AN ENGINEERING QUARTET | March 1, 2004 Issue - Vol. 82 Issue 9 | Chemical & Engineering News
Volume 82 Issue 9 | pp. 44-45 | Book Reviews
Issue Date: March 1, 2004

AN ENGINEERING QUARTET

Department: Books

AN ENGINEERING QUARTET

THE ENGINES OF OUR INGENUITY: An Engineer Looks at Technology and Culture, by John H. Lienhard, Oxford University Press, 2003, 262 pages, $14.95 (ISBN 0-19-516731-7)

SMALL THINGS CONSIDERED: Why There Is No Perfect Design, by Henry Petroski, Alfred A. Knopf, 2003, 288 pages, $25 (ISBN 1-4000-4050-7)

WHY THINGS BREAK: Understanding the World by the Way It Comes Apart, by Mark E. Eberhart, Harmony Books, 2003, 256 pages, $24 (ISBN 1-4000-4760-9)

A CENTURY OF INNOVATION: Twenty Engineering Achievements That Transformed Our Lives, by George Constable and Bob Somerville, Joseph Henry Press, 2003, 248 pages, $45 (ISBN 0-309-08908-5)

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"We are mirrored by our machines, and the corollary is also inescapable: We mirror our machines." These lines from the first chapter of "The Engines of Our Ingenuity: An Engineer Looks at Technology and Culture" encapsulate the complex dynamics between humans and technology. Whether we love it, hate it, or merely accept it, the world in which we live is built on our species' long history of technological advance. The cultural impact of technology is not exactly a new literary topic, but "Engines" and three other recent books on the subject offer fresh perspectives that aid our understanding of humankind's love affair with engineering.

In "Engines," author John H. Lienhard has reworked more than 10 years' worth of scripts from his public radio series of the same name into a thought-provoking narrative that spans the technological timeline from the prehistoric origins of agriculture to alchemy in the Middle Ages to the computer boom of the late-20th century. Originally published in 2000, the book was recently reissued in paperback.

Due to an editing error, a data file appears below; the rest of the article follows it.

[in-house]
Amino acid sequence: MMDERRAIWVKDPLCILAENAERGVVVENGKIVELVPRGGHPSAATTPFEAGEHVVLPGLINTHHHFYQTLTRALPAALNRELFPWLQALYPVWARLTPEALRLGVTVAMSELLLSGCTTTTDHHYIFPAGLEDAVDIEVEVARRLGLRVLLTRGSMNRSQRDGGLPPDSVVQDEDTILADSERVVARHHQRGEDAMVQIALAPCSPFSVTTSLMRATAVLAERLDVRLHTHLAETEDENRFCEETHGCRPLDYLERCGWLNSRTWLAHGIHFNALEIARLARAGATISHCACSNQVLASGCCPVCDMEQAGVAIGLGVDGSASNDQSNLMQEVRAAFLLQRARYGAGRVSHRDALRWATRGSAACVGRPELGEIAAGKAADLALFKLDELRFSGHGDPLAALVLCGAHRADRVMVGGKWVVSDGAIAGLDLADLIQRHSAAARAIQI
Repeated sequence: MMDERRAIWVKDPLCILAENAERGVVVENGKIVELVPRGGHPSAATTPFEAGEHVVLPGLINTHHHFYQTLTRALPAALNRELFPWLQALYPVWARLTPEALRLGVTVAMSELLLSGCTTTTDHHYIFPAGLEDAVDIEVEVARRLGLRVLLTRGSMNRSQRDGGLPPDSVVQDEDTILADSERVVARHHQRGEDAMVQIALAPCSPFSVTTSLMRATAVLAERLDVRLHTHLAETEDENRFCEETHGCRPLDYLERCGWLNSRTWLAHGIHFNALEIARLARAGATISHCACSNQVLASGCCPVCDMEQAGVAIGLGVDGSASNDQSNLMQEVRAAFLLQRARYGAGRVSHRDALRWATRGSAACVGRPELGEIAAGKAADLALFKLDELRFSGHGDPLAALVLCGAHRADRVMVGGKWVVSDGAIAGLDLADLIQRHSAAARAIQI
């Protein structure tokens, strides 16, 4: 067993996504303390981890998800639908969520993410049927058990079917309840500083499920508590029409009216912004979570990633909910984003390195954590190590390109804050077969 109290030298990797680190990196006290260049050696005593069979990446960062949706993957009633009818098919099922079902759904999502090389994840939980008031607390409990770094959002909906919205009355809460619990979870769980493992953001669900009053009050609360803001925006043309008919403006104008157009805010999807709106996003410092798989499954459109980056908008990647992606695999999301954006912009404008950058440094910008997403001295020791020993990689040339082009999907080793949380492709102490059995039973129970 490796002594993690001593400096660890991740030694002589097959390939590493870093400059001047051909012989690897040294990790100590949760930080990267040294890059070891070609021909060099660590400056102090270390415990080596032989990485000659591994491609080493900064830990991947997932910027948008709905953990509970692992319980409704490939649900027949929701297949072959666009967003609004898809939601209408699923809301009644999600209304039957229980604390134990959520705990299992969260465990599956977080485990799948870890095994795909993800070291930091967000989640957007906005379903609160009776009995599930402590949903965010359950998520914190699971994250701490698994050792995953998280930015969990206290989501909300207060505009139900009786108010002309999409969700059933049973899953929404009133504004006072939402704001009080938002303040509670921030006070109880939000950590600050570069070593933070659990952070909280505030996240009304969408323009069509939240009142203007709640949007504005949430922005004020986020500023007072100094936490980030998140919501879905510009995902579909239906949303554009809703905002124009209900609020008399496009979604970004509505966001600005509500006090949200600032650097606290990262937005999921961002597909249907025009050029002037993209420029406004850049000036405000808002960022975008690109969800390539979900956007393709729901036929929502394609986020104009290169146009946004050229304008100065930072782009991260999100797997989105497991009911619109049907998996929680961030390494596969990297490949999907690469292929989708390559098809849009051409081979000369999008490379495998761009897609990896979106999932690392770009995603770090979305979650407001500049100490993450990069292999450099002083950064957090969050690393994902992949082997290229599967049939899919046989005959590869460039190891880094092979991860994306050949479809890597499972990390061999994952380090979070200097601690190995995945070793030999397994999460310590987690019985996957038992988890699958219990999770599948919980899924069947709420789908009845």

To illustrate the close ties between man and machine, Lienhard explains technological innovation through the life stories of various inventors. He particularly delights in retelling the scientists' more colorful history, such as the rivalry between Thomas Edison and Nikola Tesla that led to the development of the electric chair.

The author also makes himself the voice of "unsung heroes." These are the many scientists and inventors who have contributed to landmark technologies but who are not revered in textbooks. As Lienhard states in the introduction, "no good work ... is one person's doing."

Lienhard's post as professor emeritus of mechanical engineering and history at the University of Houston makes him uniquely qualified to cover the wide spectrum of science history he uses to illustrate his points. The one minor flaw of his book is that it sometimes feels like what it is: many small finished pieces cobbled together into a new, larger package.

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Henry Petroski gives readers a different spin on engineering history in his book, "Small Things Considered: Why There Is No Perfect Design." Instead of focusing on great names in science, Petroski uses the development of ubiquitous items to make the point that no design is perfect.

"All design involves choice, and choices often have to be made to satisfy competing constraints," he writes. In other words, each item we use is actually a compromise. The design of even the most basic tools--from light bulbs to staircases to potato peelers--has to be carefully balanced among factors such as available materials, manufacturing cost, ease of use, and prevailing notions of style.

Petroski's writing reflects his role as a professor of civil engineering and history at Duke University. He projects the image of a genial tour guide, ambling casually through a forest of information, plucking out objects of interest and pausing over them to offer his personal reflections.